As for the red flags, I understand that permits are the way to go but the contractor did not want to go that route. I don't want to loose this contractor, we do a lot of work for them. It seems like business politics gets in the way.
  • icesailor
    icesailor Member Posts: 7,265
    Are you kidding?

    Do you have a license? Did you take out a permit? Does the "Contractor" have a gas installers license and did HE take out a permit? Are you working for him and putting your liability in his hands where you have the liability and he gets to call the shots?

    Who is this "Contractor" and what special training does HE have to make a decision like this? I would be asking the gas inspector for an exemption for the undersized piping because the "contractor" doesn't want to pay for it. Get the AHJ to kiss and bless it. Have Mr. Contractor go and get the waiver for the piping. Where I work, he will be laughed out of the office.

    In Massachusetts today, if you decide that you want to be a plumber/gas fitter, you go to work for a licensed Master Plumber and be paid above the table, for five years, 250 days per year (full time) with tax records. During that time, you need 100 hours of applied schooling per year (500 hours total) with an instructor approved by the Department of Education. No exceptions. THEN, you can take your exams. After all that, you will let some PA "contractor" tell you how to do your job?

    This is a joke. Code regulations are written for a reason.

    The owner and contractor don't get to call the shots. The AHJ and codes do.
  • Zman
    Zman Member Posts: 7,434
    Did you check the pressure?

    Obviously the right thing to do is to bring it to code. I am curious how the existing set up is working in the real world. If you turn on all the loads does the pressure drop?
    "If you can't explain it simply, you don't understand it well enough"
    Albert Einstein
  • lchmb
    lchmb Member Posts: 2,997
    I would

    rather have the contractor mad at me for doing it right, compared to him pointing his finger at me when doing it wrong causes a problem.....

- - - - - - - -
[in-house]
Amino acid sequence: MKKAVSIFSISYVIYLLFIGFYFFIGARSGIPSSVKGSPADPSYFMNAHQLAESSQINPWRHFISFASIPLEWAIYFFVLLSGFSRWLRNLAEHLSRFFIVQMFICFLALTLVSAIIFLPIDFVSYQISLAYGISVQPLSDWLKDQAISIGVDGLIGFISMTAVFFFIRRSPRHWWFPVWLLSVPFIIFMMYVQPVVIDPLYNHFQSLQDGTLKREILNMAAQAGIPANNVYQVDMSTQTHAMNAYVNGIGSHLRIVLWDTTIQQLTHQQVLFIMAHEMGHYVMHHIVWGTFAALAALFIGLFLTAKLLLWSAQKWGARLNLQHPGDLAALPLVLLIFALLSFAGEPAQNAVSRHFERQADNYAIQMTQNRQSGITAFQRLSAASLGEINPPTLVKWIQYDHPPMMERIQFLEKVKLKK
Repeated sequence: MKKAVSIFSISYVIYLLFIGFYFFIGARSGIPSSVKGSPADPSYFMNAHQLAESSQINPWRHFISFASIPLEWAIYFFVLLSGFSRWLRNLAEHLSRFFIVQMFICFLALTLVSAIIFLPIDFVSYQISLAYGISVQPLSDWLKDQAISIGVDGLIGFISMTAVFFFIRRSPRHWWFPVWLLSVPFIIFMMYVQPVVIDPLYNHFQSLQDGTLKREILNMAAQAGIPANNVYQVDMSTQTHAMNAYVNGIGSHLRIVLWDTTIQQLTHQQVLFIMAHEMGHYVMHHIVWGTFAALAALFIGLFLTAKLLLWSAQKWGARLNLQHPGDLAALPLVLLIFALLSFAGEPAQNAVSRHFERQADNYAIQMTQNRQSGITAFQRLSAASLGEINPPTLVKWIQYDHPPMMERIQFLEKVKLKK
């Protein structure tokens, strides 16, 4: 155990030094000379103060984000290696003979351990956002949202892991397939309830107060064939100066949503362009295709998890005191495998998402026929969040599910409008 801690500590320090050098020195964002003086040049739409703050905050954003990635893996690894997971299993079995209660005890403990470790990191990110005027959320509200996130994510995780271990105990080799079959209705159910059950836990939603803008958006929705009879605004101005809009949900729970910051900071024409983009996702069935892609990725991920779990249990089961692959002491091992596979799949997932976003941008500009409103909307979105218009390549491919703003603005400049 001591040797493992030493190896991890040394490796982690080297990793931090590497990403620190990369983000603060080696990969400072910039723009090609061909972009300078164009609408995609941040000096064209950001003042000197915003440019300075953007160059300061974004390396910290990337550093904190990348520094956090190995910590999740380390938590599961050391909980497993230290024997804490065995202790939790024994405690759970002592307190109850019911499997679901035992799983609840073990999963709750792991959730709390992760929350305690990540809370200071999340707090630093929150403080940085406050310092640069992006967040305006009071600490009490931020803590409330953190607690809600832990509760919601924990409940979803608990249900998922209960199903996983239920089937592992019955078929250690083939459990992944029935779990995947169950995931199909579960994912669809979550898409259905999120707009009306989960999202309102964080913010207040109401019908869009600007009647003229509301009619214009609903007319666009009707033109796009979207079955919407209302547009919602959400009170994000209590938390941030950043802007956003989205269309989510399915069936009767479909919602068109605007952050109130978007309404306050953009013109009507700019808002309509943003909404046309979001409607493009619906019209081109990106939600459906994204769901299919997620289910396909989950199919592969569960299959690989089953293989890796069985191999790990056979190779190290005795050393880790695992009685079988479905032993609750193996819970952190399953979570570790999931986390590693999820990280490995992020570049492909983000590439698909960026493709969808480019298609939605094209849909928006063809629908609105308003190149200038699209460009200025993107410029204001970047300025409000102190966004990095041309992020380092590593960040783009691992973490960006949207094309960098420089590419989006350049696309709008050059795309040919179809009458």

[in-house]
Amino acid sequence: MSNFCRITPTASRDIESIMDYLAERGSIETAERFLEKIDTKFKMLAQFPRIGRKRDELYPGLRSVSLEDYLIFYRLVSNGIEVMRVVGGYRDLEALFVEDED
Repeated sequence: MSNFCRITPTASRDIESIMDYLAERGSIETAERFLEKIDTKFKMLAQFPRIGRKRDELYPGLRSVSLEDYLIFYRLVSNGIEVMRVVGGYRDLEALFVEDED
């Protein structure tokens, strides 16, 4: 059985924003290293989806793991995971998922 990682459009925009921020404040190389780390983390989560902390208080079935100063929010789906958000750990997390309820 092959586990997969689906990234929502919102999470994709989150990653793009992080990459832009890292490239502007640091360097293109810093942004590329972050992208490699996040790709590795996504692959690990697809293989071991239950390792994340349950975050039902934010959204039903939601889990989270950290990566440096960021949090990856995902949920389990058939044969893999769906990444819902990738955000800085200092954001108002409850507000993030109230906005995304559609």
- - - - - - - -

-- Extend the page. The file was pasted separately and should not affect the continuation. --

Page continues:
• Tim McElwain
    Tim McElwain Member Posts: 4,556
    I am definitely going to

    chime in on this. A lot of advice being given here which is somewhat correct and in some cases dead wrong.Time right now does not permit me to go at length on this. I am on my way out the door my daughter is coaching the Barrington RI high school girls team to the state championships today and tomorrow, I will get back to this posting.
  • icesailor
    icesailor Member Posts: 7,265
    Contractors:

    A contractor taking the blame for telling a sub to do something that the sub said was wrong and it was? That sounds like the guy who thought he was wrong. Then, he came to find out he was right. So, he still was never wront.

    Is that an oxymoron?
  • Tim McElwain
    Tim McElwain Member Posts: 4,556
    edited March 2012
    Here is my take on this

    1. Went to a job today to relocate a 3/4" gas pipe for a new cook top (55,200 btu's) which was replacing and old one (30,000 btu's). When looking over the entire incoming gas main I found the main to be over sized (a good thing) but the pipe supplying the new cook top undersized by a lot (somebody added a furnace and fireplace to the 3/4").





    Schedule 40 black pipe inlet pressure less than 2 PSI with an allowable loss of 0.3” W.C.

    ¾ “ 10 feet long          273,000 BTU’s

           20 feet long          188,000 BTU’s